Moving on and looking back
After six and a half years at my current workplace, I’m making a change and moving into health librarianship/knowledge management for the local NHS hospitals trust. Although this was my choice and I’m excited about the new challenge, the move was also driven by major changes to library services at the institute. The current plan is to pretty much remove dedicated library provision for students and staff (though students will still have access to the main university library), while pursuing external funding for selected international/online projects and digitisation. The fate of most of the unique collection is still unknown.
This makes me angry and sad* but I hope that the achievements of the library team will be recognised and built on, whatever the future brings. On a personal level (and please forgive the vanity) I’m using this post to remember some of my own achievements and highlights of the past few years: the projects I’ve worked on, and the presentations and papers that have come out of them:
- The Robert Chambers Archive – the first digital repository project I oversaw from start to finish. It contains over 400 items, which have been downloaded over 150,000 times to date.
- The BLDS Digital Library – a collaboration with 20+ research institutes in Africa and Asia, who have contributed over 4000 publications for digitisation and online access under a Creative Commons license. I’ve delivered 3 conference papers and written 1 journal article about this project:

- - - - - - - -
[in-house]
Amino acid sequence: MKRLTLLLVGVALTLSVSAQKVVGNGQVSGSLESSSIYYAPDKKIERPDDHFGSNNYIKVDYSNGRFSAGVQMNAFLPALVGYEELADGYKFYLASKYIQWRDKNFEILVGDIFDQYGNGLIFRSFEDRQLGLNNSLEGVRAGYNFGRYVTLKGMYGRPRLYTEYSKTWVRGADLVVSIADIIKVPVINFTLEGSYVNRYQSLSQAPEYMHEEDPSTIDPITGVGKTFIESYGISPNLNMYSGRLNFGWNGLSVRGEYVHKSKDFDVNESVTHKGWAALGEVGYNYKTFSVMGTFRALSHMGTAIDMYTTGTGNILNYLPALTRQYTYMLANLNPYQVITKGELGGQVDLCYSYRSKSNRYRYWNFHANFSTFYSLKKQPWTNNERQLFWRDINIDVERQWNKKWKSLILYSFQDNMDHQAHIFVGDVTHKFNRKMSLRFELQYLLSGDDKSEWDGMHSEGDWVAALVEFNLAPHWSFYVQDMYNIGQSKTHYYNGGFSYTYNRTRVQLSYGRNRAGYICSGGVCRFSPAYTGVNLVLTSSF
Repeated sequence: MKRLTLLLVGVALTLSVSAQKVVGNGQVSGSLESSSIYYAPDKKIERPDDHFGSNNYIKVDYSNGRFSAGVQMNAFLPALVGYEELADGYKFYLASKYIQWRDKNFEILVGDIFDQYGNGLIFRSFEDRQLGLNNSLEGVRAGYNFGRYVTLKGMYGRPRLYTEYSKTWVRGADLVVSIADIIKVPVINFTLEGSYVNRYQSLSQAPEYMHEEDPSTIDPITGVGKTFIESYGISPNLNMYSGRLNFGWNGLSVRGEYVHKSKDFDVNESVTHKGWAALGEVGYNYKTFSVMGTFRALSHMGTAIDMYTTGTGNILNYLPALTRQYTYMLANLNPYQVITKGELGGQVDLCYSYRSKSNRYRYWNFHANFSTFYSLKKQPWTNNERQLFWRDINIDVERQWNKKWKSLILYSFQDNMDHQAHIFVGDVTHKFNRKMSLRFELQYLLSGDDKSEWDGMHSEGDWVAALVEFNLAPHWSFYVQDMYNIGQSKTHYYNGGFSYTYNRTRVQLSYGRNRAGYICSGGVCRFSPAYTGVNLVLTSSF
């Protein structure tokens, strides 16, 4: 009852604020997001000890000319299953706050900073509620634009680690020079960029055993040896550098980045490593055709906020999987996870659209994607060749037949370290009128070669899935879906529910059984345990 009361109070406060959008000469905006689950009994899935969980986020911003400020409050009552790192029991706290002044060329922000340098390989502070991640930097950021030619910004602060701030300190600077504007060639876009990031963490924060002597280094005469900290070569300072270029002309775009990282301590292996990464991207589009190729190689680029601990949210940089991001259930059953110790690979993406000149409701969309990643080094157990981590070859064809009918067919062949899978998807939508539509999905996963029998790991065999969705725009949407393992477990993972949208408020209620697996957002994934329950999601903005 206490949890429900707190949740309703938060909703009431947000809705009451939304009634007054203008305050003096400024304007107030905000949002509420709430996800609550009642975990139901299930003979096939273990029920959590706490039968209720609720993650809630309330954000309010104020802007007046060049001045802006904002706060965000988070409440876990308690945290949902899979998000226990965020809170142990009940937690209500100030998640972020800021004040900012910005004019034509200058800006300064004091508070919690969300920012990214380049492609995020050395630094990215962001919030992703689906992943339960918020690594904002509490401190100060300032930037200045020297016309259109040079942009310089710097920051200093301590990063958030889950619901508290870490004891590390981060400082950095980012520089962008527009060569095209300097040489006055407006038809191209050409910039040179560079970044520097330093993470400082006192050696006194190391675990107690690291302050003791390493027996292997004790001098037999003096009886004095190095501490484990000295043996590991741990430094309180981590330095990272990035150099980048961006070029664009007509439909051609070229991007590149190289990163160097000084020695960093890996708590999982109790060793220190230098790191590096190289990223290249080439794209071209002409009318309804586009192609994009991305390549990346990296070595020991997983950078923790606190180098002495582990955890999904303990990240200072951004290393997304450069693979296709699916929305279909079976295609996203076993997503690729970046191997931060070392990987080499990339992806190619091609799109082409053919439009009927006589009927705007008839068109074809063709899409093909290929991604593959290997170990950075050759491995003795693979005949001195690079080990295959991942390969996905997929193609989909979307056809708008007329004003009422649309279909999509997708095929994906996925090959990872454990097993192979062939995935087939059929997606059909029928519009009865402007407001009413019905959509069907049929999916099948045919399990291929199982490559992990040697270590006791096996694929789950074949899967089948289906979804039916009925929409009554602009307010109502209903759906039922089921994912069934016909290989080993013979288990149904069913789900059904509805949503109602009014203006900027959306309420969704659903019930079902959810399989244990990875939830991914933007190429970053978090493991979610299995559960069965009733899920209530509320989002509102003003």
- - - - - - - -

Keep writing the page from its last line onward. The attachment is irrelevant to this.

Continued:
Grey literature, green open access: the BLDS Digital Library – for Open Repositories 2014
The BLDS Digital Library: open access to African research – for ASAUK 2014
Unhiding African collections at the British Library for Development Studies – for African Research and Documentation no.121 (2013)
- In January 2015 the OpenDocs repository (including the above collections) reached one million downloads and IDS published this web story to celebrate the achievement: Improving access to development research from IDS and beyond
- At around the same time I was finishing another project – a piece of horizon scanning research led by a team from the library on knowledge sharing in a digital age. Our main output from this was an evidence report, The Future of Knowledge Sharing in a Digital Age: Impacts and Policy Implications for Development [pdf]. There’s also a short policy briefing [pdf] and a piece I wrote for the LSE Impact of Social Sciences blog.
- In the meantime I’ve been engaged in open access advocacy across the institute and internationally, and written on the subject for the Impact and Learning blog and the TTI PEC programme [pdf briefing paper].
I think it’s been an amazing few years, for BLDS, for repositories and open access generally, and for me. I don’t know if I’ll carry on blogging or not once I start my new job, but I’ve enjoyed being the toast in the machine and I’m sure I’ll continue making crumbs somewhere, whatever happens 🙂
* this is the short and diplomatic version of how I actually feel after 2 years of reviews, consultancies, cuts and conflict, but that’s maybe for a different blog post…